The church of Christ is composed of three different pasts: the triumphant in heaven, the militant on earth, and the patient or suffering in purgatory. Our charity embraces all the members of Christ. Our love for him engages and binds us to his whole body, and teaches us to share both the miseries and afflictions, and the comforts and blessings of all that are comprised in it. The communion of saints which we profess in our creed implies a communication of certain good works and offices, and a mutual intercourse among all the members of Christ. This we maintain with the saints in heaven by thanking and praising God for their triumphs and crowns, imploring their intercession, and receiving the succours of their charitable solicitude and prayers for us; likewise with the souls in purgatory, by soliciting the divine mercy in their favour. Nor does it seem to be doubted but they, as they are in a state of grace and charity, pray also for us; though the church never addresses public suffrages to them, not being warranted by primitive practice and tradition so to do. That to pray for the faithful departed is a pious and wholesome charity and devotion is proved clearly from the Old Testament, and from the doctrine and practice of the Jewish synagogue. The baptisms or legal purifications which the Jews sometimes used for the dead demonstrate their belief that the dead receive spiritual succours from the devotion of the living. In the second book of the Machabees it is related that Judas, the Machabee, sent twelve thousand ducats of silver to the temple for sacrifices to be offered for the dead, "thinking well and religiously concerning the resurrection. It is therefore a holy and a wholesome thought to pray for the dead, that they may be loosed from their sins." This book is ranked among the canonical scriptures by the apostolical canons, Tertullian, St. Cyprian, St. Hilary, St. Ambrose, St. Austin, the third council of Carthage, &c. Some ancients call it apocryphal, meaning that it was not in the Hebrew canon compiled by Esdras, it being writ after his time; and Origen and St. Jerome, who give it that epithet, sometimes quoted it as of divine authority. The Catholic church admits the deutero-canonical books of those which were compiled after the time of Esdras as written equally by divine inspiration. If some among the ancients doubted of them before tradition in this point had been examined and cleared, several parts of the New Testament which are admitted by Protestants have been no less called in question. Protestants, who at least allow this book a historical credit, must acknowledge this to have been the belief and practice of the most virtuous and zealous high-priest, of all the priests and doctors attached to the service of the temple, and of the whole Jewish nation; and a belief and custom which our blessed Redeemer nowhere reprehended in them.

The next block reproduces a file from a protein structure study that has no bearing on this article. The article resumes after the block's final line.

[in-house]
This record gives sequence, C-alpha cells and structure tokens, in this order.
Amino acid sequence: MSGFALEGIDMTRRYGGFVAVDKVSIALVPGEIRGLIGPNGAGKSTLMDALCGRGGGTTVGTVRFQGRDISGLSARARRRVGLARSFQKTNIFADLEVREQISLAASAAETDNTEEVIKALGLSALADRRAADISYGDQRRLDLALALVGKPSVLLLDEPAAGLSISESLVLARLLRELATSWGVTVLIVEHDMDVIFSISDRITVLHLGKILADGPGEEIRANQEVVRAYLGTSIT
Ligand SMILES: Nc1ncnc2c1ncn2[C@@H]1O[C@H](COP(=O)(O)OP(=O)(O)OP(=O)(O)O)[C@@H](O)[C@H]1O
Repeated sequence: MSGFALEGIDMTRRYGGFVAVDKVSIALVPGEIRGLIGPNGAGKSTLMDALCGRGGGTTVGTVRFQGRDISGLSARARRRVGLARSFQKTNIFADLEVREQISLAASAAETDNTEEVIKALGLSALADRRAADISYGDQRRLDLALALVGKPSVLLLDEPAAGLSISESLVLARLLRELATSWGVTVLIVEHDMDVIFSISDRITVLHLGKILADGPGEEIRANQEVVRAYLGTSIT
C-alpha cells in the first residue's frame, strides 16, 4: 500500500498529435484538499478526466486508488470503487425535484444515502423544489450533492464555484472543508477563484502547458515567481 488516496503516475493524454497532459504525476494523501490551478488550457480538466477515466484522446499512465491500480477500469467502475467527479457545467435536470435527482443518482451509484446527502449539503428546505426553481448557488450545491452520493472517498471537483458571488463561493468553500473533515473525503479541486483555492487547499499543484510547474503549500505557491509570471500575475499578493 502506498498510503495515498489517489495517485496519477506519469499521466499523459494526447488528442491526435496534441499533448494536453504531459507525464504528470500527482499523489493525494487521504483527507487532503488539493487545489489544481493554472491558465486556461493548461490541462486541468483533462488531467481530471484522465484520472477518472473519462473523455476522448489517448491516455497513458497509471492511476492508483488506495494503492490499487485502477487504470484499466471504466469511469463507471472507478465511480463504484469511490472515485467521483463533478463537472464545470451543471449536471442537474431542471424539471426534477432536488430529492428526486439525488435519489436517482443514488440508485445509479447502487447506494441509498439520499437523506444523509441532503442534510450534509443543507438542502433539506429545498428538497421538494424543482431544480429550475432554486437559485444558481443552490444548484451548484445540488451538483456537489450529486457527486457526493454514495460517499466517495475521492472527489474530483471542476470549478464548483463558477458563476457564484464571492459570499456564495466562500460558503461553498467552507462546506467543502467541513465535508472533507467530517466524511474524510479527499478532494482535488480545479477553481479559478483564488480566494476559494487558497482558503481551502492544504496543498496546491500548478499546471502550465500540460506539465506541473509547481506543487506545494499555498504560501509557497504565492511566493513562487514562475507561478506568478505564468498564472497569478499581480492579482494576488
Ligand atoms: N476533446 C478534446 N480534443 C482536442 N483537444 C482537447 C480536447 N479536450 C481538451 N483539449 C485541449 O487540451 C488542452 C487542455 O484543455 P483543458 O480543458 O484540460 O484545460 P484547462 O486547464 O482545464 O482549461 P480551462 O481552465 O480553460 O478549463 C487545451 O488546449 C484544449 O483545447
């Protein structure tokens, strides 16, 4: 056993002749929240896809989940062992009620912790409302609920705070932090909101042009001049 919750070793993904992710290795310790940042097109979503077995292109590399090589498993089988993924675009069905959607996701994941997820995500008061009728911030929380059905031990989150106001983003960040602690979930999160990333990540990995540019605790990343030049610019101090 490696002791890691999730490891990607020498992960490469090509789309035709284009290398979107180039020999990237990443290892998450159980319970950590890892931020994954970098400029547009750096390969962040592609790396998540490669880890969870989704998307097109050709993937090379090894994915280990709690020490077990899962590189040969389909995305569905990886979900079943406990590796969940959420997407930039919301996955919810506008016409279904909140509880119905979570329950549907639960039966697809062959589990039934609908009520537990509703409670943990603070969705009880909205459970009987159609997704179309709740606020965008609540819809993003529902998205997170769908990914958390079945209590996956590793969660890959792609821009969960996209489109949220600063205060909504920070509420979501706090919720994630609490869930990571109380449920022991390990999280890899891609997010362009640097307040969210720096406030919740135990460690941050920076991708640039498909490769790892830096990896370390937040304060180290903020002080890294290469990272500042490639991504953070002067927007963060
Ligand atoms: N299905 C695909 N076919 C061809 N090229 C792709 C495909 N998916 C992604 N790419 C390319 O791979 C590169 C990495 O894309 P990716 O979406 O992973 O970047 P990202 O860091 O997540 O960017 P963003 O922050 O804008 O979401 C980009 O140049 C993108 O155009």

The faith and practice of the Christian church from the beginning is manifest from the writings of the primitive fathers. In all ancient liturgies, or masses, express mention is made of prayer and sacrifice for the dead. In the Apostolical Constitutions is extant a very ancient fragment of a liturgy, from which Grabe, Hicks, and Deacon borrow many things for their new models of primitive liturgies, and which Whiston pretended to rank among the canonical scriptures. In it occurs a prayer for the dead: "Let us pray for those who are departed in peace." There is no liturgy used by any sect of Oriental Christians, though some have been separated from the communion of the church ever since the fifth or sixth centuries, in which prayer for the dead does not occur. The most ancient fathers frequently speak of the offering the holy sacrifice of the altar for the faithful departed. Tertullian, the oldest among the Latin Christian writers, mentioning certain apostolical traditions, says, "We make yearly offerings (or sacrifices) for the dead, and for the feasts of the martyrs." He says 'that a widow prays for the soul of her deceased husband, and begs repose for him, and his company in the first resurrection, and offers (sacrifice) on the anniversary days of his death. For if she does not these things, she has, as much as lies in her, divorced him." St. Cyprian mentions the usual custom of celebrating sacrifice for every deceased Christian. Nor can it be said that he speaks in the same manner of martyrs. The distinction he makes is evident: "It is one thing to be cast into prison not to be released till the last farthing is paid, and another thing through the ardour of faith immediately to attain to the reward; it is very different by long punishment for sin to be cleansed a long time by fire, and to have purged away all sin by suffering." St. Chrysostom reckons it amongst the dreadful obligations of a priest "that he is the intercessor to God for the sins both of the living and the dead." St. Clement of Alexandria, who flourished in the year 200, says that by punishment after death men must expiate every the least sin before they can enter heaven. The vision of St. Perpetua is related by St. Austin, and in her acts. Origen, in many places, and Lactantius teach at large that all souls are purged by the punishment of fire before they enter into bliss, unless they are so pure as not to stand in need of it.